Cities in SOUTH AFRICA
The development of the modern economy is strongest in the industrial heart of South Africa, South Transvaal, which started with the discovery of minerals there, including gold and diamonds, since the late 19th century. Due to the presence of sea ports, other important industrial areas are Durban, Port Elizabeth and the Western Cape.
To prevent many blacks from migrating to the white developed areas, the government also sought to provide economic support to the black homelands. This policy largely failed and, moreover, the industrial centers needed more and more (cheap) labor. Both attempts were made to solve this problem by establishing new industries just across the borders of the home countries, the so-called "border cutting industry".
Before World War I, there was only some mining. Only after the First World War, industry, strongly stimulated by the government, started to develop well. This was also done to prevent the threat of foreign domination of the industry and to build a real Afrikaner industry.
Between 1945 and 1970, the entire South African economy, except agriculture, experienced constant strong economic growth and Gross National Product (GDP) grew by 76% between 1960 and 1970. Very important for South Africa as a gold producing country is of course the price of gold on the world market and acts as the engine for the economy, but causes a lot of economic problems when prices fall.
In the early 1970s, the South African economy was severely troubled by the global economic recession and foreign economic sanctions following the 1976 Soweto massacre. The cost of the oil embargo alone cost South Africa at least $ 25 billion and economic growth did not exceed 2% in the years between 1975 and 1988. All kinds of government measures did not make much difference, and even today economic power is still in the hands of a few multinationals.
The economic inequality in the country also means that millions of mainly black people live below the poverty line. Yet South Africa has the potential to grow economically, but everyone should benefit from it. Excessive differences in the income distribution between whites and blacks inevitably create great tensions between the two populations and pose a great threat to political and economic stability.
Since 1995, when economic isolation has come to an end, GDP has seen real growth, driven by high optimism, high expectations and effective new foreign investment. Exports also picked up again, but domestic demand also increased rapidly, which threatened to reduce the balance of payments surplus. In general, government policy is aimed at increasing economic growth, rather than redistributing it equally among whites and blacks. And to create a healthy economy, much more will have to be invested abroad. South Africa has turned into an emerging market in the 21st century. The country's modern infrastructure supports relatively efficient distribution of goods to the major urban centers in the region. However, the unstable electricity supply is slowing growth. The global financial crisis lowered commodity prices and global demand. GDP declined in 2009, but has recovered since then, albeit slowly, with growth estimated at around 1.3% in 2017. South Africa's economic policy has focused on controlling inflation, but the country has significant budget deficits that limit its ability to deal with pressing economic challenges. The current government is facing increasing pressure from interest groups to use state-owned enterprises to provide basic services to low-income areas and increase job growth.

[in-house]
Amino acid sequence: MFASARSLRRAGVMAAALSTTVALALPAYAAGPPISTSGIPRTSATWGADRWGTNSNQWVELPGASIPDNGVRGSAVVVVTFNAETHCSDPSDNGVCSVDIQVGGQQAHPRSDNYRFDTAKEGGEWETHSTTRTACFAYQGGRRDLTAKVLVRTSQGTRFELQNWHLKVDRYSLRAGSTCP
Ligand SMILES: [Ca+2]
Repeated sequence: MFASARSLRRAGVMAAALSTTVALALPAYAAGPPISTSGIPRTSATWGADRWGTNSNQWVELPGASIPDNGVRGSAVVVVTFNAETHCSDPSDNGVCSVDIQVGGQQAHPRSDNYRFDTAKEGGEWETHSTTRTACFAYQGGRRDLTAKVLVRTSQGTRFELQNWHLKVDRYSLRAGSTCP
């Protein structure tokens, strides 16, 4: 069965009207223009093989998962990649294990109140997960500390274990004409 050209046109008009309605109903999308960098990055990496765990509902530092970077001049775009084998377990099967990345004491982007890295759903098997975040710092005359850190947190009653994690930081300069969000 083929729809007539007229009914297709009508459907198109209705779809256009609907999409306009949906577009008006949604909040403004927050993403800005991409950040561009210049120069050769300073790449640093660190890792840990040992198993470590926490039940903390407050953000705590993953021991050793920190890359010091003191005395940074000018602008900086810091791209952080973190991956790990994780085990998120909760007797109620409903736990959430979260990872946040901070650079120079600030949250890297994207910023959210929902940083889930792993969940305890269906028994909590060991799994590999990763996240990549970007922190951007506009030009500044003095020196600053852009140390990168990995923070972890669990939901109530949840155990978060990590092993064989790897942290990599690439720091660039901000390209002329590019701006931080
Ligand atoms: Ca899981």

The South African economy is by far the largest in the African continent. In 2017, the workforce comprised approximately 22.2 million people who mainly work in mining, industry and services. About 27.5% of the labor force is unemployed according to official figures; in reality, this number is very likely to be much higher, especially among the black population. Due to the high unemployment, the black population tries to meet her needs in all sorts of ways. This informal sector, which is getting bigger and more important, consists for example of selling fruit and vegetables, pottery, making mats and baskets, taxi companies. A problem is the many illegal immigrants from Swaziland, Lesotho, Mozambique, Zimbabwe, Botswana and Malawi. Due to the very low wages they receive, they pose a threat to South African workers.
South Africa's economy is ambiguous. The modern developed economy in and around some large cities contrasts sharply with the many underdeveloped areas where practically only one type of survival agriculture is concerned. Some black townships and former homelands likely employ 80% of the labor force.
Agriculture, fisheries and forestry
Agriculture is the predominant activity outside the four major population agglomerations. Once again there is the contradiction between modern "white" agriculture and "black" agriculture that purely meets one's own needs. In addition, a large part of South Africa's agricultural land is owned by white farmers, making the opportunity to build an independent life virtually nil. In the good harvest years, South Africa is one of the few countries in the world that exports more food than its import goods.